Black-Eyed Pea Stew

Black-Eyed Pea Stew

Charlie and I made this for the first time on 1/1/11. It's traditional in the south to eat black-eyed peas on New Year's Day for good luck. I think it's also traditional to season with ham, but we didn't have any so we used what we had and the stew turned out surprisingly good.
This is a simple/easy dish. Don't let all the words below put you off. I can't seem to write recipes with few words.
Quantities below are approximate. Feel free to adjust. Serves 8 or more. Don't increase this recipe unless you are feeding a LOT of people. You might consider halving it if you don't want a lot of leftovers. But it is great leftover.
Course Main Course, Soup/Stew
Servings 8


  • 2 tbsp olive oil
  • 2 cups dried black-eyed peas
  • 2 quarts broth (can be chicken broth or vegetable broth)
  • 1 large onion, chopped
  • 3 large carrots, thinly sliced
  • 6 cloves garlic, minced
  • 1/4 pound fresh spinach, chopped
  • 2 cups tomatoes, chopped (or use 1 can diced tomatoes, drained)
  • 1/2 tsp salt (but, if broth is salty to begin with, don't add salt)
  • 1/4 tsp black pepper


  • Put the peas in a large pot with the chicken broth.
  • Boil till peas are tender. This might take 1/2 hour or 2 or 3 hours depending on the peas, whether you soaked them, and your altitude. (It takes longer in mile-high Albuquerque). Add water if liquid is reduced too much. It's fine for them to be quite soupy. (I tried cooking in a pressure cooker, but the vent got clogged up and I'm lucky the cooker didn't blow.)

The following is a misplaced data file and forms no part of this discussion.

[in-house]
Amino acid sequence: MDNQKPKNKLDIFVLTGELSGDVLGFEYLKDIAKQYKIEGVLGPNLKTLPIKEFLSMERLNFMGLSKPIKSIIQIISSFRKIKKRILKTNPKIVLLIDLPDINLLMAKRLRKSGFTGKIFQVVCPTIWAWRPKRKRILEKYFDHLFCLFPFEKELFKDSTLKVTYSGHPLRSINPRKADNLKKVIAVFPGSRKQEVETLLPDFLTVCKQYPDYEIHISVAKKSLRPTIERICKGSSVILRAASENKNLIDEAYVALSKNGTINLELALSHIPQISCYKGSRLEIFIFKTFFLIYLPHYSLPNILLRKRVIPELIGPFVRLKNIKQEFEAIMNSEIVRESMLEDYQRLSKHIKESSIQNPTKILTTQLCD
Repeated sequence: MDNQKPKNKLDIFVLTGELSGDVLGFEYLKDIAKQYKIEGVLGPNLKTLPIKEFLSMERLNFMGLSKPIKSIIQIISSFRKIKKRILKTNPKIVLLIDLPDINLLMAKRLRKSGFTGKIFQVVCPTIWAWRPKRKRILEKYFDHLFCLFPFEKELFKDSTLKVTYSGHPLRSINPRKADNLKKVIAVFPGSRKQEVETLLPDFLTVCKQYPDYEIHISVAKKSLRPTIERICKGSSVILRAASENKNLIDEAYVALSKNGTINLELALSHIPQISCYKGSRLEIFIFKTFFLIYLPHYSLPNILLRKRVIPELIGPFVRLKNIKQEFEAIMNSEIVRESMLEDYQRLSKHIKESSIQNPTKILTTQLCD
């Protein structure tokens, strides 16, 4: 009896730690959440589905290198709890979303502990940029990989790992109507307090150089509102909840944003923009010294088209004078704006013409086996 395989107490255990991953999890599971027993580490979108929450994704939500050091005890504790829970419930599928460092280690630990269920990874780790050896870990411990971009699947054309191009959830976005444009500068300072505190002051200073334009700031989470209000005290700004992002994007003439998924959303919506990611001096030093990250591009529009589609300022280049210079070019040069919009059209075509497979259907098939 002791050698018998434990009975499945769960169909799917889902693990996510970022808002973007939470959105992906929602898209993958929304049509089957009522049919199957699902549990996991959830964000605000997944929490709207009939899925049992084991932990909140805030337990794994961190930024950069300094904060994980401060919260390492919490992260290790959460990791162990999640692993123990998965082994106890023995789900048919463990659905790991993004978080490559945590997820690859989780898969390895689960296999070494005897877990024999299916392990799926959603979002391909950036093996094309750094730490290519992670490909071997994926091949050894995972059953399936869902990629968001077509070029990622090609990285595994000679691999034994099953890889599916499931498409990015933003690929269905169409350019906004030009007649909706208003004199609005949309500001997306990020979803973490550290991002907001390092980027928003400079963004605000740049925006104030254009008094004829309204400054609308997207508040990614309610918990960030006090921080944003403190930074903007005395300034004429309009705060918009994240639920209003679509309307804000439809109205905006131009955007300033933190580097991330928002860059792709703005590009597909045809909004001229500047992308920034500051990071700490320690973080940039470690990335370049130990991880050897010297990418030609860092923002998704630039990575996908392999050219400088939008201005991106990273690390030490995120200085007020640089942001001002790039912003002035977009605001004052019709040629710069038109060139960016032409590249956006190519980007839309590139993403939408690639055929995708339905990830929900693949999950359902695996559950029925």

• In a skillet, saute the onions and carrots in oil till carrots are just starting to get tender.
  • Add the garlic to the skillet and cook a few minutes more.
  • Add the spinach to the skillet and cook till it is wilted. Just a minute or two. If you use kale, it will take a little longer.
  • To the peas, stir in the tomatoes, salt, pepper, and the onion/carrot mixture.
  • Add more broth or water if you want it to be soupier.
  • Bring everything to a boil.
  • Taste and add more salt/pepper if desired.

Possible Variations (not yet tried):

  • Probably would be fine with pre-cooked canned or frozen black-eyed peas. Certainly faster and easier.
  • For a non-vegetarian version, cook beans with ham or bacon drippings or ham hock. Or, add pre-cooked chopped ham or sausage at the end.
  • Use kale, beet greens, mustard greens, or other greens instead of spinach. Most greens will need to be cooked longer than spinach, some much longer, so put in before carrots get tender.
  • Experiment with seasonings: red pepper flakes, curry, chile, basil. Probably not all these at once!

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